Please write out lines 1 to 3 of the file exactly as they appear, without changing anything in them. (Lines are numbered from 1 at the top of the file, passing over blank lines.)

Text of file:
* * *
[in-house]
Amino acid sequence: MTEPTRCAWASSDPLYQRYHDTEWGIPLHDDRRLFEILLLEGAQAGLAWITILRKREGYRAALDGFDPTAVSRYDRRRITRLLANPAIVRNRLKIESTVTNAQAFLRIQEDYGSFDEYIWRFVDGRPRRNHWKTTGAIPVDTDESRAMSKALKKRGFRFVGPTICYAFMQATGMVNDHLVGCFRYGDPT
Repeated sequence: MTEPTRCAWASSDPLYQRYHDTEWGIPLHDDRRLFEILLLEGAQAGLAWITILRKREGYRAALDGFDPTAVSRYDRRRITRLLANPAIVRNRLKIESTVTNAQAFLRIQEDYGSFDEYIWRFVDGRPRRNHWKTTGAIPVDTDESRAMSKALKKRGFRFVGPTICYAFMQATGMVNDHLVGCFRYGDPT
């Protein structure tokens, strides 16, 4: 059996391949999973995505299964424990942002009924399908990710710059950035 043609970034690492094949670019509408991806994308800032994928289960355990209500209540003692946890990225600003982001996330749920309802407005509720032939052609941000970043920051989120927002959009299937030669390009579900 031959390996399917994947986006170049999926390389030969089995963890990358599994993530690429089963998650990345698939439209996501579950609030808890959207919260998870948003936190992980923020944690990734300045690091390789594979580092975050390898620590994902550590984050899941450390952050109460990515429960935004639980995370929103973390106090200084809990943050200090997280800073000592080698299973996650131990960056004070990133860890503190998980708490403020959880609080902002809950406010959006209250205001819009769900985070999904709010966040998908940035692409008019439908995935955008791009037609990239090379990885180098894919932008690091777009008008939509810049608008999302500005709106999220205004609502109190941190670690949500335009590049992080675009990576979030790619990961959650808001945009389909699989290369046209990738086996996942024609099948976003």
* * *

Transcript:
[in-house]
Amino acid sequence: MTEPTRCAWASSDPLYQRYHDTEWGIPLHDDRRLFEILLLEGAQAGLAWITILRKREGYRAALDGFDPTAVSRYDRRRITRLLANPAIVRNRLKIESTVTNAQAFLRIQEDYGSFDEYIWRFVDGRPRRNHWKTTGAIPVDTDESRAMSKALKKRGFRFVGPTICYAFMQATGMVNDHLVGCFRYGDPT
Repeated sequence: MTEPTRCAWASSDPLYQRYHDTEWGIPLHDDRRLFEILLLEGAQAGLAWITILRKREGYRAALDGFDPTAVSRYDRRRITRLLANPAIVRNRLKIESTVTNAQAFLRIQEDYGSFDEYIWRFVDGRPRRNHWKTTGAIPVDTDESRAMSKALKKRGFRFVGPTICYAFMQATGMVNDHLVGCFRYGDPT